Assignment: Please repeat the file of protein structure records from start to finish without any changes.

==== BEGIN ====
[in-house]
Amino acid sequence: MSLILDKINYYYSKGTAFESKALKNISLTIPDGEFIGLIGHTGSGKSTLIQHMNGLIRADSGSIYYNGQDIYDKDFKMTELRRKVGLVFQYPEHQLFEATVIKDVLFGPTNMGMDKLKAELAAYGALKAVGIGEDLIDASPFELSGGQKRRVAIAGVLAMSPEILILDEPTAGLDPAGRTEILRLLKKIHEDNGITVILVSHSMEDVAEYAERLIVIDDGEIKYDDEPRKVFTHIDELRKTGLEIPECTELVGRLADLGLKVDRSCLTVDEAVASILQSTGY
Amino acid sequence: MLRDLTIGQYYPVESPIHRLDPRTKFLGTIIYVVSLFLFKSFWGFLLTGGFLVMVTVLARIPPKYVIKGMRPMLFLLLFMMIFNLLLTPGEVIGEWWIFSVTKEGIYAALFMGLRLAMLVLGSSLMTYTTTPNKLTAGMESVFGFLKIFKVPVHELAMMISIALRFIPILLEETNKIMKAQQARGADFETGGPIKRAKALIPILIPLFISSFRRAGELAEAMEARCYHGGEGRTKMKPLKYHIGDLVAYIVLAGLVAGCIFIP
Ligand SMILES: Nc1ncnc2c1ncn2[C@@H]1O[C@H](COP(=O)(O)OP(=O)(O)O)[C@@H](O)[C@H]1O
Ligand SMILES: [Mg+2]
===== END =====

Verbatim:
[in-house]
Amino acid sequence: MSLILDKINYYYSKGTAFESKALKNISLTIPDGEFIGLIGHTGSGKSTLIQHMNGLIRADSGSIYYNGQDIYDKDFKMTELRRKVGLVFQYPEHQLFEATVIKDVLFGPTNMGMDKLKAELAAYGALKAVGIGEDLIDASPFELSGGQKRRVAIAGVLAMSPEILILDEPTAGLDPAGRTEILRLLKKIHEDNGITVILVSHSMEDVAEYAERLIVIDDGEIKYDDEPRKVFTHIDELRKTGLEIPECTELVGRLADLGLKVDRSCLTVDEAVASILQSTGY
Amino acid sequence: MLRDLTIGQYYPVESPIHRLDPRTKFLGTIIYVVSLFLFKSFWGFLLTGGFLVMVTVLARIPPKYVIKGMRPMLFLLLFMMIFNLLLTPGEVIGEWWIFSVTKEGIYAALFMGLRLAMLVLGSSLMTYTTTPNKLTAGMESVFGFLKIFKVPVHELAMMISIALRFIPILLEETNKIMKAQQARGADFETGGPIKRAKALIPILIPLFISSFRRAGELAEAMEARCYHGGEGRTKMKPLKYHIGDLVAYIVLAGLVAGCIFIP
Ligand SMILES: Nc1ncnc2c1ncn2[C@@H]1O[C@H](COP(=O)(O)OP(=O)(O)O)[C@@H](O)[C@H]1O
Ligand SMILES: [Mg+2]